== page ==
At a time when many tech companies are pouring money into facial-recognition research, Microsoft is selling off its investments into the technology. The company has announced it is divesting its shares in AnyVision, an Israeli facial-recognition company alleged to be contributing to mass surveillance in the West Bank.
A recent audit found that AnyVision’s technology was not used in a mass surveillance program, but Microsoft has chosen to pull its investment from the company anyway. “After careful consideration, Microsoft and AnyVision have agreed that it is in the best interest of both enterprises for Microsoft to divest its shareholding in AnyVision,” the companies said in a joint statement. “For Microsoft, the audit process reinforced the challenges of being a minority investor in a company that sells sensitive technology, since such investments do not generally allow for the level of oversight or control that Microsoft exercises over the use of its own technology.”
Microsoft has previously called on Congress to regulate facial-recognition technology more closely. In a 2018 blog post, company president Brad Smith argued that “the more powerful the tool, the greater the benefit or damage it can cause.” He called on the government to introduce regulation to prevent abuse of the technology and to protect human rights, and compared the need for regulation in the facial-recognition industry to regulations brought in in the 20th century regarding seat belts, air safety, or the regulation of food and pharmaceutical products.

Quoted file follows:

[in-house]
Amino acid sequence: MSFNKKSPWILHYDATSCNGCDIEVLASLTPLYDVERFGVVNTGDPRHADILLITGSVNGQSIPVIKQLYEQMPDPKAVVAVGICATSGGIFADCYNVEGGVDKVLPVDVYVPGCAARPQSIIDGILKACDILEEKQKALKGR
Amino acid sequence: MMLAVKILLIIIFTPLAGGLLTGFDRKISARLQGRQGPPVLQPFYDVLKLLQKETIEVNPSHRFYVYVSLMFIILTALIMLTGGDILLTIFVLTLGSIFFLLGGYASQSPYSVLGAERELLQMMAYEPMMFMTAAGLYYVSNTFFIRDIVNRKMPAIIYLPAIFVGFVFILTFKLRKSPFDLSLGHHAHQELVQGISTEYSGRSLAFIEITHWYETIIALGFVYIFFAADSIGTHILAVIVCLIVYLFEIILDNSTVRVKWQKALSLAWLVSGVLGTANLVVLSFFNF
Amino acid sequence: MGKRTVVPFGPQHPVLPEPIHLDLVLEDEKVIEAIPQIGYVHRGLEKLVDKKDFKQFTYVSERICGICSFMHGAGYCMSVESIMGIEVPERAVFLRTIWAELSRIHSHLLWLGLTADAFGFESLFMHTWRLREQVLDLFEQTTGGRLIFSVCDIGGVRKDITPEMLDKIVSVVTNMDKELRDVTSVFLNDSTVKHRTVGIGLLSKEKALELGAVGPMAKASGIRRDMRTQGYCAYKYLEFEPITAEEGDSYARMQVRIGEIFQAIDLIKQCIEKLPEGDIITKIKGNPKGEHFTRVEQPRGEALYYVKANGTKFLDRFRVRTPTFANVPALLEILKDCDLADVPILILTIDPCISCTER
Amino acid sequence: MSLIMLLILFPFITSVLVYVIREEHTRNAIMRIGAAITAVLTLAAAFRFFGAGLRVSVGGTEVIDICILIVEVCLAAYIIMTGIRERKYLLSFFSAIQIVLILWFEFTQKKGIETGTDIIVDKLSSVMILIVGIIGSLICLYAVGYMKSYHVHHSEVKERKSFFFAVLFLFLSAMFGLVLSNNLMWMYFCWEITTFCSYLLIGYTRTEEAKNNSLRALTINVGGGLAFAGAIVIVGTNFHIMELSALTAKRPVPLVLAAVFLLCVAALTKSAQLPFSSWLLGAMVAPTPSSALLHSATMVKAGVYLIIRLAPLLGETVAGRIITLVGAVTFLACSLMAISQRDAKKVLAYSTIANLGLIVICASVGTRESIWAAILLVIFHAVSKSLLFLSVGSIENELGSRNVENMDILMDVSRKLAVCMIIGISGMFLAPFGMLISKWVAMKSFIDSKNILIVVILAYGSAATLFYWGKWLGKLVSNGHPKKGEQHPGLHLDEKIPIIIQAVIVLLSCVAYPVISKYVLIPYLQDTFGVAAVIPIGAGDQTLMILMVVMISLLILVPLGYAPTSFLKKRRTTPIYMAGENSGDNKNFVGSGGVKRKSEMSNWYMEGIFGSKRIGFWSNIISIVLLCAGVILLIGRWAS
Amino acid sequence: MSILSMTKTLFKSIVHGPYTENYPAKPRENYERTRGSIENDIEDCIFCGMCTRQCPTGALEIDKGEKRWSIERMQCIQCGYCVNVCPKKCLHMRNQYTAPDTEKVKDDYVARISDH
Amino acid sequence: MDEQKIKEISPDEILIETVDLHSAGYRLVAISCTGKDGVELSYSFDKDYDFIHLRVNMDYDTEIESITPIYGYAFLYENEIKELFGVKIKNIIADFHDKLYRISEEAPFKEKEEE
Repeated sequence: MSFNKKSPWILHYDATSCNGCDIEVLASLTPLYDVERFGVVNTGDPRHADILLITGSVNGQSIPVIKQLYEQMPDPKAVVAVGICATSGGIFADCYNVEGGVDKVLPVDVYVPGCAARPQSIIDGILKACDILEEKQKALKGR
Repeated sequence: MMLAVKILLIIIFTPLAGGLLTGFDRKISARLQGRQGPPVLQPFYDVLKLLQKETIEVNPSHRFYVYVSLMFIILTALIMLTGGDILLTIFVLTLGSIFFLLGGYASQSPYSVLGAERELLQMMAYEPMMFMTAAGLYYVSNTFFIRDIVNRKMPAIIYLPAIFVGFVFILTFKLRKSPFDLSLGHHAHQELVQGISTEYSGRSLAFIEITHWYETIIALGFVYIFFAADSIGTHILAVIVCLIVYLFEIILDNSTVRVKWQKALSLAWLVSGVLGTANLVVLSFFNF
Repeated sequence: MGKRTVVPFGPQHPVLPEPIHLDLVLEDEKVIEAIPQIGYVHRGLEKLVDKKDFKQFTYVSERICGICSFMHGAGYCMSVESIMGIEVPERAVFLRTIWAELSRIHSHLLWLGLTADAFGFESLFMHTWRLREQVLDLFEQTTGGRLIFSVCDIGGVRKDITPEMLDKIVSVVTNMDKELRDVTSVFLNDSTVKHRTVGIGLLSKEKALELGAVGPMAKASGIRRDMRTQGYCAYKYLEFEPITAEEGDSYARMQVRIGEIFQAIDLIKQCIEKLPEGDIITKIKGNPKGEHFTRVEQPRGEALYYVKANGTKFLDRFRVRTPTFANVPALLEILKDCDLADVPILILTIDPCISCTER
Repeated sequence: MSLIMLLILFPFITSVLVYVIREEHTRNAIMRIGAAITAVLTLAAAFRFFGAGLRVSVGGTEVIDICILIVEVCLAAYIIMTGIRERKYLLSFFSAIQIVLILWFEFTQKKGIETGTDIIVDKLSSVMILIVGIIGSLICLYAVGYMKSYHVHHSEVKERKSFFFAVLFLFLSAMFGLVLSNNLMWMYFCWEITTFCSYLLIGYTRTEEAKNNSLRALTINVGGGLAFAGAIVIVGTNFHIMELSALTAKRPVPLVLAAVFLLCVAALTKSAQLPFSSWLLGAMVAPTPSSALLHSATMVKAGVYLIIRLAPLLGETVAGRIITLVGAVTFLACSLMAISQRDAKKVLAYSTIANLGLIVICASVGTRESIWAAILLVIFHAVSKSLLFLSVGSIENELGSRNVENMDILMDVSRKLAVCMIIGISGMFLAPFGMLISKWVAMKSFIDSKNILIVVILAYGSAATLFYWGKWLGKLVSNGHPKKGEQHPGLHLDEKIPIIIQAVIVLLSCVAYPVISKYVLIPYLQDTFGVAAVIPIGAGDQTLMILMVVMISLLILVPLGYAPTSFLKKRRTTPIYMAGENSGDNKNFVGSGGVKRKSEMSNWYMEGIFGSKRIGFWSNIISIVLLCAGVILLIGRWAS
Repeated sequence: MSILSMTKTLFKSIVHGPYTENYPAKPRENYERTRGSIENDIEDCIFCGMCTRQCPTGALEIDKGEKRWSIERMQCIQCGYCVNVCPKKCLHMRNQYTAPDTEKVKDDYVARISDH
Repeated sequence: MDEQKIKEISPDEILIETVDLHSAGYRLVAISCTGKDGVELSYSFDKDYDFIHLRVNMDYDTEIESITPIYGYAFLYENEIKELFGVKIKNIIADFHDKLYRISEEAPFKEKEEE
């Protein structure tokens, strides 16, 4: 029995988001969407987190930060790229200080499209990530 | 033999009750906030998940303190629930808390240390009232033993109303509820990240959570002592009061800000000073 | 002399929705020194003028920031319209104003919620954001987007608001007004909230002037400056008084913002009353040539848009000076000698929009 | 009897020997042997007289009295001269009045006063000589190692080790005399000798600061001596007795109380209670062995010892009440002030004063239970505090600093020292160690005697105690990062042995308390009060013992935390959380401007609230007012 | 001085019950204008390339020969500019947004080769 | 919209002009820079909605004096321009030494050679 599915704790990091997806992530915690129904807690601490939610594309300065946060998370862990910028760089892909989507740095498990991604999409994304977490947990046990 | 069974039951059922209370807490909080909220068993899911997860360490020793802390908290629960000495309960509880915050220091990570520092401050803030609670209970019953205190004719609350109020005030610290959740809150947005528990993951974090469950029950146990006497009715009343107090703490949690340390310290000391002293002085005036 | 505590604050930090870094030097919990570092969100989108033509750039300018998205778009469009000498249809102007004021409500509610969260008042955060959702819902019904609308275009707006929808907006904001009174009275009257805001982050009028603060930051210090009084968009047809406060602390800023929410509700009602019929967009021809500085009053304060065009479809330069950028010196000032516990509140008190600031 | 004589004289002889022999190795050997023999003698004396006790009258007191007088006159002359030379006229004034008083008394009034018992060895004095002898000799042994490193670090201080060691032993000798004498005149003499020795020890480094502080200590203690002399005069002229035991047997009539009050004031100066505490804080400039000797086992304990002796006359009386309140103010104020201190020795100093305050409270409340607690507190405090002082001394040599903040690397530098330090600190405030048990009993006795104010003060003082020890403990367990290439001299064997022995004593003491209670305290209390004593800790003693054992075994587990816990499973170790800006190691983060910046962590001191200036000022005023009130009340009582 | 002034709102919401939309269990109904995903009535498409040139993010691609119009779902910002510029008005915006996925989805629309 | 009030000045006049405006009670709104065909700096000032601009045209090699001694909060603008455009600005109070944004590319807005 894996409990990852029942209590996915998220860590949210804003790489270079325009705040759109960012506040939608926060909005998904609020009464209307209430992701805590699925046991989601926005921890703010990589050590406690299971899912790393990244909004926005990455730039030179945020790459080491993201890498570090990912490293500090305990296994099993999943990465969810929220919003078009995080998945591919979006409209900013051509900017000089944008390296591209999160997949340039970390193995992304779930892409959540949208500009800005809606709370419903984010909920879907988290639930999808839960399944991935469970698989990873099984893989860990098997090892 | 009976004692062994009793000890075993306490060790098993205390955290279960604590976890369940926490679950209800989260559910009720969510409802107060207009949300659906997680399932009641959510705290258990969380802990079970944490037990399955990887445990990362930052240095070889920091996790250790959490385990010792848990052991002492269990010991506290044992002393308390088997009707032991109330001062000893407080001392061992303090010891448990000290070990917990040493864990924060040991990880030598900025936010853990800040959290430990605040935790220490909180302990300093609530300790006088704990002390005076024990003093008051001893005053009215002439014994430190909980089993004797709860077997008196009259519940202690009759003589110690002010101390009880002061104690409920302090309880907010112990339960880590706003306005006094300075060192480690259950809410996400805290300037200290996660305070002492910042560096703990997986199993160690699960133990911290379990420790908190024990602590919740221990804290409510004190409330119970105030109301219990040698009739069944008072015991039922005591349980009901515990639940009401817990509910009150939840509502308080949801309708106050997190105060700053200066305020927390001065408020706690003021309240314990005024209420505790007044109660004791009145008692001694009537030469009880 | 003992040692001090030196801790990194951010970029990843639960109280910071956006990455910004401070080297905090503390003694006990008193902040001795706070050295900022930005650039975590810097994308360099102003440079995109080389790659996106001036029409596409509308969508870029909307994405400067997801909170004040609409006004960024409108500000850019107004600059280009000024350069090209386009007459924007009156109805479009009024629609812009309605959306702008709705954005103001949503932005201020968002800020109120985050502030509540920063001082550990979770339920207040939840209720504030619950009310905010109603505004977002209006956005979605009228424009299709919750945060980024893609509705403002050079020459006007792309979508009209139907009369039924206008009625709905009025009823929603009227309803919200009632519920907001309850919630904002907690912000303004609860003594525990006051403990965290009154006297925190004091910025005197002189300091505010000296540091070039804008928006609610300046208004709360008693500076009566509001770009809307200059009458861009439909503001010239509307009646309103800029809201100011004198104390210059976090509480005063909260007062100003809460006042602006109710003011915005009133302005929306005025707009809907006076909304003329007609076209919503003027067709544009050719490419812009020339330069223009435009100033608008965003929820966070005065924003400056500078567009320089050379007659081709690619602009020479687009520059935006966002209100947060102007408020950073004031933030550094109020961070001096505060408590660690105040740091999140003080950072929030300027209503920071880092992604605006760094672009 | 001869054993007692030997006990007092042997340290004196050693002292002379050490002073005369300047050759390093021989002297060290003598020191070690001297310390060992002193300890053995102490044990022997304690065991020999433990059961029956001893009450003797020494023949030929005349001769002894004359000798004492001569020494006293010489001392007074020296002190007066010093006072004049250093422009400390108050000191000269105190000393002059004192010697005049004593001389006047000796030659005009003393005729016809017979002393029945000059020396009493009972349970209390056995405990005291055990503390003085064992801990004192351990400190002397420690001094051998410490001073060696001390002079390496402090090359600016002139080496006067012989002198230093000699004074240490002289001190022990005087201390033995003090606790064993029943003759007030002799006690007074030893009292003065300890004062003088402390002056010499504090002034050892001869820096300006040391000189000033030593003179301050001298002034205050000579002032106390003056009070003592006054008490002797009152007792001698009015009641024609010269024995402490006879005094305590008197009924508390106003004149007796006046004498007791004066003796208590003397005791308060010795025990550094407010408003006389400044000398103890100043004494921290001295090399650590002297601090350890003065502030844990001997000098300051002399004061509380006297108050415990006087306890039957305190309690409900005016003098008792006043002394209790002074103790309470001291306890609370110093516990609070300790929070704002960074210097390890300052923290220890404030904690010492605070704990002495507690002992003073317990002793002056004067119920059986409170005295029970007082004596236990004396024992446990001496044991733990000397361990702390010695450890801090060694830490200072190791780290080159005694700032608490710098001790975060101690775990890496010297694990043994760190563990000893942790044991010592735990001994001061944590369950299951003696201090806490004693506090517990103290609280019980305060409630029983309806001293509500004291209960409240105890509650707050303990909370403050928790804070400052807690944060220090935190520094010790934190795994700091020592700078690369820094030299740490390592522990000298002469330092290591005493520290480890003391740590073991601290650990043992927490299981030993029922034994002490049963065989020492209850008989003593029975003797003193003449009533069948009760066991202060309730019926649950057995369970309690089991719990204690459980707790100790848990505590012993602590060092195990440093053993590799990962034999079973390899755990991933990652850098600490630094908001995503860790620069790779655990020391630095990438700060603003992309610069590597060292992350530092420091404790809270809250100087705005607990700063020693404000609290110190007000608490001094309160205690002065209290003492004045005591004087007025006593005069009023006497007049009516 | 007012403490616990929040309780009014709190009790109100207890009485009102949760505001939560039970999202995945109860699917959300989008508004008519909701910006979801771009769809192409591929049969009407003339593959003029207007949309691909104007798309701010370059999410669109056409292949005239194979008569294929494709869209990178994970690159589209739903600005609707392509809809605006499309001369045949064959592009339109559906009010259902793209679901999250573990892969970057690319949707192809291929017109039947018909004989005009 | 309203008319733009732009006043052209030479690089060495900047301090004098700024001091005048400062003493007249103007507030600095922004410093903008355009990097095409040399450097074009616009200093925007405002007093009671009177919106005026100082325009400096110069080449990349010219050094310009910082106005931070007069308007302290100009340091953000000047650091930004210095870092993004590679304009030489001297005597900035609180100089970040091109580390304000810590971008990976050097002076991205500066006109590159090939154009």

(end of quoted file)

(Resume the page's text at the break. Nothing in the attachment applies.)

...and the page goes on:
Now, Microsoft is putting its money where its mouth is by pulling investment from AnyVision and also announcing it would no longer make minority investments in any other companies that sell facial-recognition technology. Microsoft said it made this decision based on a lack of oversight it has as an investor in smaller companies.
Microsoft’s stance against unchecked use of facial recognition is notable as other tech companies like Facebook and Amazon are investing heavily in facial-recognition technologies. Facebook recently had to pay a $550 million settlement in a lawsuit alleging it violated biometric privacy laws in Illinois by failing to obtain permission before using biometric data and for not being transparent about how that data was stored and used.
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